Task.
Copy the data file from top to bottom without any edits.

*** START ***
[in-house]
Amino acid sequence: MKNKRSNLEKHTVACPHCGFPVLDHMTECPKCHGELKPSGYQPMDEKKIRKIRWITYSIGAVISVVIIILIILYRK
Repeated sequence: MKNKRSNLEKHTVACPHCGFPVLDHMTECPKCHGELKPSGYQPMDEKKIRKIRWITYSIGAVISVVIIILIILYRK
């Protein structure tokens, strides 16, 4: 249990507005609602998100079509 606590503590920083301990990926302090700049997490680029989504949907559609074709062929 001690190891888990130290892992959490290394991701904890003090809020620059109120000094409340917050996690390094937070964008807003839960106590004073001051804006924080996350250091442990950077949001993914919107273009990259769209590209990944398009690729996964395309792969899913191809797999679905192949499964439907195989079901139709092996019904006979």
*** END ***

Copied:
[in-house]
Amino acid sequence: MKNKRSNLEKHTVACPHCGFPVLDHMTECPKCHGELKPSGYQPMDEKKIRKIRWITYSIGAVISVVIIILIILYRK
Repeated sequence: MKNKRSNLEKHTVACPHCGFPVLDHMTECPKCHGELKPSGYQPMDEKKIRKIRWITYSIGAVISVVIIILIILYRK
């Protein structure tokens, strides 16, 4: 249990507005609602998100079509 606590503590920083301990990926302090700049997490680029989504949907559609074709062929 001690190891888990130290892992959490290394991701904890003090809020620059109120000094409340917050996690390094937070964008807003839960106590004073001051804006924080996350250091442990950077949001993914919107273009990259769209590209990944398009690729996964395309792969899913191809797999679905192949499964439907195989079901139709092996019904006979």